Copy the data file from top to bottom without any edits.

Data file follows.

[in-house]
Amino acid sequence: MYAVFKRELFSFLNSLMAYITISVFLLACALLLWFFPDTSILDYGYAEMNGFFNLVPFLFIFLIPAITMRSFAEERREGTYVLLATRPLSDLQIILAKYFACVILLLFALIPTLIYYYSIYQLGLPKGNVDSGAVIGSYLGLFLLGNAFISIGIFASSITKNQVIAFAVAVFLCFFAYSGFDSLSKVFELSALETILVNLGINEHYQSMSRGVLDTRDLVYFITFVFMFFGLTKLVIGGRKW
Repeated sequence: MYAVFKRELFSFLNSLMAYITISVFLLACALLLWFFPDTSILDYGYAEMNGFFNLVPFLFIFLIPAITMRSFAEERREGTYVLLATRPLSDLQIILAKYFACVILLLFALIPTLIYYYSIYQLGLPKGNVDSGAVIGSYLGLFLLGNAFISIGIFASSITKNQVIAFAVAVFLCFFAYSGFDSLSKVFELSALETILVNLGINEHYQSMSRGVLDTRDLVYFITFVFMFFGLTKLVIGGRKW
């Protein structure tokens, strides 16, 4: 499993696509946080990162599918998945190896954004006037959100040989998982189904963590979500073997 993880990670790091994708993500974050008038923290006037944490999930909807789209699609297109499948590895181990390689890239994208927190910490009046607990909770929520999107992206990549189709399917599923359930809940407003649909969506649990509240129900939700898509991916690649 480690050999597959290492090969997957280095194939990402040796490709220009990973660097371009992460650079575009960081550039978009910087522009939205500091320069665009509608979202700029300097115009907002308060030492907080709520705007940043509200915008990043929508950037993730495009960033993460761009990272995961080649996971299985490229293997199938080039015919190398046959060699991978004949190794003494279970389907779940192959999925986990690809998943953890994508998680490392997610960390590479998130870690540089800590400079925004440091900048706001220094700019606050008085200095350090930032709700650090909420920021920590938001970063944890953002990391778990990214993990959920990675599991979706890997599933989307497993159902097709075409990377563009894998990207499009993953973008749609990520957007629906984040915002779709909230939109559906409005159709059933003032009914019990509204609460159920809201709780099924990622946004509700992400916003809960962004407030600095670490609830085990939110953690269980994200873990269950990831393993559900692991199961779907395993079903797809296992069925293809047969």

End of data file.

[in-house]
Amino acid sequence: MYAVFKRELFSFLNSLMAYITISVFLLACALLLWFFPDTSILDYGYAEMNGFFNLVPFLFIFLIPAITMRSFAEERREGTYVLLATRPLSDLQIILAKYFACVILLLFALIPTLIYYYSIYQLGLPKGNVDSGAVIGSYLGLFLLGNAFISIGIFASSITKNQVIAFAVAVFLCFFAYSGFDSLSKVFELSALETILVNLGINEHYQSMSRGVLDTRDLVYFITFVFMFFGLTKLVIGGRKW
Repeated sequence: MYAVFKRELFSFLNSLMAYITISVFLLACALLLWFFPDTSILDYGYAEMNGFFNLVPFLFIFLIPAITMRSFAEERREGTYVLLATRPLSDLQIILAKYFACVILLLFALIPTLIYYYSIYQLGLPKGNVDSGAVIGSYLGLFLLGNAFISIGIFASSITKNQVIAFAVAVFLCFFAYSGFDSLSKVFELSALETILVNLGINEHYQSMSRGVLDTRDLVYFITFVFMFFGLTKLVIGGRKW
């Protein structure tokens, strides 16, 4: 499993696509946080990162599918998945190896954004006037959100040989998982189904963590979500073997 993880990670790091994708993500974050008038923290006037944490999930909807789209699609297109499948590895181990390689890239994208927190910490009046607990909770929520999107992206990549189709399917599923359930809940407003649909969506649990509240129900939700898509991916690649 480690050999597959290492090969997957280095194939990402040796490709220009990973660097371009992460650079575009960081550039978009910087522009939205500091320069665009509608979202700029300097115009907002308060030492907080709520705007940043509200915008990043929508950037993730495009960033993460761009990272995961080649996971299985490229293997199938080039015919190398046959060699991978004949190794003494279970389907779940192959999925986990690809998943953890994508998680490392997610960390590479998130870690540089800590400079925004440091900048706001220094700019606050008085200095350090930032709700650090909420920021920590938001970063944890953002990391778990990214993990959920990675599991979706890997599933989307497993159902097709075409990377563009894998990207499009993953973008749609990520957007629906984040915002779709909230939109559906409005159709059933003032009914019990509204609460159920809201709780099924990622946004509700992400916003809960962004407030600095670490609830085990939110953690269980994200873990269950990831393993559900692991199961779907395993079903797809296992069925293809047969």